|There have been some unexpected turns, but our racing season is finally under way and we are just about back up to a full house as we send out our first runners.
|Just a week after we got started at Longchamp on May 11, the French government reversed its decision that allowed us to race in the first place. Thankfully, instead of stopping racing altogether, they decided to restrict it to tracks located in the so-called Green Zone of the country, where the virus is less widespread.
So now races that would have been run at Longchamp, St. Cloud or Chantilly are being moved as far away as Lyon – and as one traveling lad once said, “Never underestimate the size of France.”
Our first runner to hit the board since the reprise was My Sweet Boy, who finished fourth this week in Deauville. Sweet, who carries the colors of Roger Straus, made the running, which wasn’t the plan. But jockey Mickael Barzalona said the horse had such big action he found it better to control the pace from the front rather than try to fight with him to find a leader. We’ll get him to settle down. He is a very promising horse and a good claiming buy.
Dubai Empire also ran his comeback race that day and continues his run as the unluckiest horse in France, getting blocked twice in the stretch. At 2,000 meters, the race was a little short for Dubai, who runs for owner Bryan Gusdal. He came back fresh as a daisy and will run 2,400 meters on May 30.
Aborigene, owned by Paule Descargues, and Mister Mario, owned by Marie-Carmel Naim, ran comeback races actually AT Longchamp, and both needed the race. As well as they’re working at home, there’s nothing like racing to keep them tuned and a lack of competition for more than two months can take a toll. They’ll be able to build on their comeback race with another run at the end of the month.
Tour de France
We have some very good entries in the next couple of days. El Viso will be hitting the road early Monday for Lyon, where he’ll run in the second division of the quinte handicap in a field of only 10 runners. He’s had a few niggles physically but seems in good form at the moment, so hoping for good things. Theo Bachelot takes the ride on El Viso, owned by Bryan Gusdal and Kay Minton.
On Tuesday, we head in the opposite direction to Dieppe with Minnipa, who makes her debut for owners Susanne Born and Bryan Gusdal. Minnipa was claimed in Cagnes from trainer Jean-Claud Rouget, so the forced break actually did her some good. She has grown a lot and is looking well. She may be just a little short of work for this race, but the entry is very good and she should still have a chance. Coralie Pacaut will be onboard.
On Thursday, it’s looking like Asian Queen might finally get a run. The plan had been for her to go to Fontainebleau last week, but when racing got moved to the far corners of the country, we decided to wait. She’s only had one run so far and needs to learn the game, so it’s a shame to have to drive six hours one way to do that! She is entered in a maiden race that got moved to Clairefontaine. While it’s not the easiest entry in the world, it allows us to get a run a little closer to home than Lyon or Vichy! Queen, owned by Marie-Carmel Naim, had a promising debut in March before racing was suspended.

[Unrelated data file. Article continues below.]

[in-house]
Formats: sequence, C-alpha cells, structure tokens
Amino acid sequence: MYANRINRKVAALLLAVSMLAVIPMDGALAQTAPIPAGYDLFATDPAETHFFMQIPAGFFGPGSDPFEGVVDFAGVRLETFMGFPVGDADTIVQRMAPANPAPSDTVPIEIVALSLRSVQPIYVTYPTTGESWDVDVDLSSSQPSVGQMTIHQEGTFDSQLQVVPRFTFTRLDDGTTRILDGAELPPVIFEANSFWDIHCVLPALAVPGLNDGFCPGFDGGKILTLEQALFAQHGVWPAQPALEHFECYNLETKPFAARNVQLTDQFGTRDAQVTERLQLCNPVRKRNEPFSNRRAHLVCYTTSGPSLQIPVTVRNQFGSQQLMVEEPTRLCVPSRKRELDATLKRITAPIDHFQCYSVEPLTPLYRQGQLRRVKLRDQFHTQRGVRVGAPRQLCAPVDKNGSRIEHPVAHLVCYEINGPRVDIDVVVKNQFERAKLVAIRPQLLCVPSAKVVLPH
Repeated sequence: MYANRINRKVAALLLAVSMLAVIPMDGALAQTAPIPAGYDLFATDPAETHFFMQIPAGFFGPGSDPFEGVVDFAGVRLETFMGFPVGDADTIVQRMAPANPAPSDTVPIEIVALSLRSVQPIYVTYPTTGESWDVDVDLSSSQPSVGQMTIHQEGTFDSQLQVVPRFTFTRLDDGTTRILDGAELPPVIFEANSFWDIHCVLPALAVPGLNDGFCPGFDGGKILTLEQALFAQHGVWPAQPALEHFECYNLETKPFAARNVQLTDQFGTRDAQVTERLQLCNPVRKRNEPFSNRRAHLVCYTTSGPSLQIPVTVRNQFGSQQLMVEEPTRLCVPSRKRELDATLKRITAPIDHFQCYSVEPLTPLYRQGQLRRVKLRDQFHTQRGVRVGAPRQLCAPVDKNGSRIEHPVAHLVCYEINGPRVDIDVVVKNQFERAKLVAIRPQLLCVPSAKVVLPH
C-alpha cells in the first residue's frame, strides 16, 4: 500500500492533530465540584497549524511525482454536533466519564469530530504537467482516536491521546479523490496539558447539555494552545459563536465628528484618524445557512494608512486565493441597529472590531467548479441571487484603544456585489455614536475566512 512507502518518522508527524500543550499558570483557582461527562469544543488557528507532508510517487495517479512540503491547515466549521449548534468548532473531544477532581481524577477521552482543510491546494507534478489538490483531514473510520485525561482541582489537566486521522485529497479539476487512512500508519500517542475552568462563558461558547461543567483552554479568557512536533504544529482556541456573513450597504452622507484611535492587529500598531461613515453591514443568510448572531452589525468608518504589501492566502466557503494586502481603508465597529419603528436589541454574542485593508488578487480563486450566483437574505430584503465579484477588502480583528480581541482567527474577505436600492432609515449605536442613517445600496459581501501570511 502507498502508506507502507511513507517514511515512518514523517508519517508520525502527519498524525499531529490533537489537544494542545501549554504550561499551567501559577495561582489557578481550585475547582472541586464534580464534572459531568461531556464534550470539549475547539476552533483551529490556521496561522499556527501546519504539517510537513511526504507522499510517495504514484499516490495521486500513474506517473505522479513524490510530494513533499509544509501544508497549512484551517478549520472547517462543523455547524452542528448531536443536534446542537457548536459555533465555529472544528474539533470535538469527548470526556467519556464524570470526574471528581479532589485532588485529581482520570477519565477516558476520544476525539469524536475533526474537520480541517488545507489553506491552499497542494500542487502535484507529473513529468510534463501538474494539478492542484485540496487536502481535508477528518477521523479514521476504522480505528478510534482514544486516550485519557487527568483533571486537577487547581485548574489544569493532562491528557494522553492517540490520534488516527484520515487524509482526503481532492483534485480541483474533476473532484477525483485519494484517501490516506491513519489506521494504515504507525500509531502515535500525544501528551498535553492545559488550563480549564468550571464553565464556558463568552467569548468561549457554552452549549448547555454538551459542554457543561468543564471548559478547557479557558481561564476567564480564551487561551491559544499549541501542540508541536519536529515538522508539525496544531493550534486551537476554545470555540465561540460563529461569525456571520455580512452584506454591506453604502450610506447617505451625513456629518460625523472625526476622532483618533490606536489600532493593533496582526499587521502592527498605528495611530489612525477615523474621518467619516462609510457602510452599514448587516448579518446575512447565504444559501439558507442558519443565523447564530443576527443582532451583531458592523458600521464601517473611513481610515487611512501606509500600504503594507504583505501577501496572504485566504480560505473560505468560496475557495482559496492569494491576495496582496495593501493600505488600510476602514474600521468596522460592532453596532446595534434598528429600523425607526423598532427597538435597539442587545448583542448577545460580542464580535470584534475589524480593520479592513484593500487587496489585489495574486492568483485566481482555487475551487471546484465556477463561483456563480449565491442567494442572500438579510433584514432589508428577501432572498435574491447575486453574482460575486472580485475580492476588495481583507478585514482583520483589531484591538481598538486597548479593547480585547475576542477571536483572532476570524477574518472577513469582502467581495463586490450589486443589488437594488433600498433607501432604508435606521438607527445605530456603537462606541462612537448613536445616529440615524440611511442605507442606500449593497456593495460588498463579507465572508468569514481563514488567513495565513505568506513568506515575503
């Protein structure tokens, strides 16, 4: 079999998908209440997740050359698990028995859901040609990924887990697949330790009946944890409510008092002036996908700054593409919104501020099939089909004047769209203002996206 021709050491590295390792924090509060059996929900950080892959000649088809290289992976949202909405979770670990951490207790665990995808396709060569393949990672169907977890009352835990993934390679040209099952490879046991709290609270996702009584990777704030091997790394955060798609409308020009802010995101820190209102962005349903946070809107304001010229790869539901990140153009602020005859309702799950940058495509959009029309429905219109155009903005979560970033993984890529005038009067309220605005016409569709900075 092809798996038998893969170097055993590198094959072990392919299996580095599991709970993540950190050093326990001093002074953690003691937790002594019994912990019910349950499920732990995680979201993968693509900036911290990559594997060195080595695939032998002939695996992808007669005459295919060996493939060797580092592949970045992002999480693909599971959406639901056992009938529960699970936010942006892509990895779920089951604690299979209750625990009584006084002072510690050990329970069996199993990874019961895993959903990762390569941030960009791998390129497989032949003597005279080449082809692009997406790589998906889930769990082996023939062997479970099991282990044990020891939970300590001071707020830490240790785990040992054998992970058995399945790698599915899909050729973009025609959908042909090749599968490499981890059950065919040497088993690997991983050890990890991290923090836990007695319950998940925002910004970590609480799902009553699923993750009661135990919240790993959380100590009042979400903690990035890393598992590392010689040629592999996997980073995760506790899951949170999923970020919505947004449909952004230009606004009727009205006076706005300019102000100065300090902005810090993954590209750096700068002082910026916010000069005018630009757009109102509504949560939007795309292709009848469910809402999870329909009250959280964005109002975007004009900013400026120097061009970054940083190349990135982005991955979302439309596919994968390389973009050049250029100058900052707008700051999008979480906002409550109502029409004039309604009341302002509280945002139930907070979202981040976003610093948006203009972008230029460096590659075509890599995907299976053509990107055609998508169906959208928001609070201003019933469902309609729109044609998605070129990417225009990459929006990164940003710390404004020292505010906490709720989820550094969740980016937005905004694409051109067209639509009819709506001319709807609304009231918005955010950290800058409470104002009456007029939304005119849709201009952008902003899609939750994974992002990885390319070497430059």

Looking further ahead:
Dubai Empire holds an entry in Dieppe on May 30 over a distance of 2,400 meters, which should suit him better than the 2,000 we’ve been stuck with lately. His run of bad luck has to end soon!
Aborigene and Mister Mario had an entry at Longchamp on June 1, but that meeting has been moved to Deauville and their race now carded for the fibersand. That suits Mario just fine, but Aborigene has to find something else to do because he’s not a fan of the sand. He holds entries on the turf in Moulins on May 29 or in Dieppe with Dubai on May 30. The race in Moulins is 2,200 meters, which is a little closer to his distance than the 2,400, so we might find ourselves trucking down there.
We haven’t set a definite target yet for My Sweet Boy, but he could go for a 2,400 meter handicap in Dieppe on June 12.
These are strange times – we find ourselves living in a science-fiction reality show, and sometimes not a very good one. All of us have to wear masks when at the racecourse and enforcement is strict – at least one trainer and jockey have been fined 300 euros each for getting caught with their masks down. An owner who managed to sneak in to watch his trotter win was fined 1,000 euros for the privilege. We work in silence – there is no on-track race call and the Equidia feed is delayed, so figuring out what’s going on in an 18-runner handicap can be a challenge!
We are verifying nonstop when and where the racing is even happening – the program changes almost daily and organizing transport and staffing is also a challenge.
But amid the chaos there has been a combination of humor and determination that has allowed us to make it work. In Deauville, the organization was excellent. The racecourse gave free picnic lunches to every trainer and lad. Free coffee and water were available in the scales and the stables. The staff were happy to be back to work, everything ran smoothly and underneath the masks I’m sure there were plenty of smiles.
We are all hoping that owners can very soon come back to the track. For many of you, traveling to France once that is allowed will be the next challenge, but some of you will make it! We still don’t know the fate of our summer festivals like Vichy, and using the Deauville course now might mean we’ll be back at Longchamp in August. Who knows? We will adapt and look ahead and plan to win, as always. Thanks for being along for the ride!